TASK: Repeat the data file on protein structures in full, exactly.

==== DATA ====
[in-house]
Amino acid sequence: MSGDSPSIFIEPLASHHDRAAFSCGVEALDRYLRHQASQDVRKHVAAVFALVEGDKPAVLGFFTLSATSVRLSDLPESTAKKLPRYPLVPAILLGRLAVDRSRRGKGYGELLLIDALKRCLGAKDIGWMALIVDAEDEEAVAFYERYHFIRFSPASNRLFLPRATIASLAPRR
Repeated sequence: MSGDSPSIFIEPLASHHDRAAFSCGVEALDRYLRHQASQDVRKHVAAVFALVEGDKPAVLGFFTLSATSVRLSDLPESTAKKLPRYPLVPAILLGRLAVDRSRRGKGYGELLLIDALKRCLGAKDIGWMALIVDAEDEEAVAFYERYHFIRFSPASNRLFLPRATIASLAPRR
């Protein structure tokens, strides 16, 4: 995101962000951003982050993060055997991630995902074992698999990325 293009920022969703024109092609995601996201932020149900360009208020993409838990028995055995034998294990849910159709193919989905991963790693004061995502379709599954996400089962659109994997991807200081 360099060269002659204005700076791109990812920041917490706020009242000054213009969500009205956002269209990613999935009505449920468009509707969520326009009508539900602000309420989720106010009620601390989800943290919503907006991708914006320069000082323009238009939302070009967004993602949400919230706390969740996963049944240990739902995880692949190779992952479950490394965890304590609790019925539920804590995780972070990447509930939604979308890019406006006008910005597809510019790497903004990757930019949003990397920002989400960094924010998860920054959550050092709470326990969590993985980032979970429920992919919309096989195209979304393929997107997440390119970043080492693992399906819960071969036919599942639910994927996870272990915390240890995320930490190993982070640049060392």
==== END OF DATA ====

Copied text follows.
[in-house]
Amino acid sequence: MSGDSPSIFIEPLASHHDRAAFSCGVEALDRYLRHQASQDVRKHVAAVFALVEGDKPAVLGFFTLSATSVRLSDLPESTAKKLPRYPLVPAILLGRLAVDRSRRGKGYGELLLIDALKRCLGAKDIGWMALIVDAEDEEAVAFYERYHFIRFSPASNRLFLPRATIASLAPRR
Repeated sequence: MSGDSPSIFIEPLASHHDRAAFSCGVEALDRYLRHQASQDVRKHVAAVFALVEGDKPAVLGFFTLSATSVRLSDLPESTAKKLPRYPLVPAILLGRLAVDRSRRGKGYGELLLIDALKRCLGAKDIGWMALIVDAEDEEAVAFYERYHFIRFSPASNRLFLPRATIASLAPRR
């Protein structure tokens, strides 16, 4: 995101962000951003982050993060055997991630995902074992698999990325 293009920022969703024109092609995601996201932020149900360009208020993409838990028995055995034998294990849910159709193919989905991963790693004061995502379709599954996400089962659109994997991807200081 360099060269002659204005700076791109990812920041917490706020009242000054213009969500009205956002269209990613999935009505449920468009509707969520326009009508539900602000309420989720106010009620601390989800943290919503907006991708914006320069000082323009238009939302070009967004993602949400919230706390969740996963049944240990739902995880692949190779992952479950490394965890304590609790019925539920804590995780972070990447509930939604979308890019406006006008910005597809510019790497903004990757930019949003990397920002989400960094924010998860920054959550050092709470326990969590993985980032979970429920992919919309096989195209979304393929997107997440390119970043080492693992399906819960071969036919599942639910994927996870272990915390240890995320930490190993982070640049060392």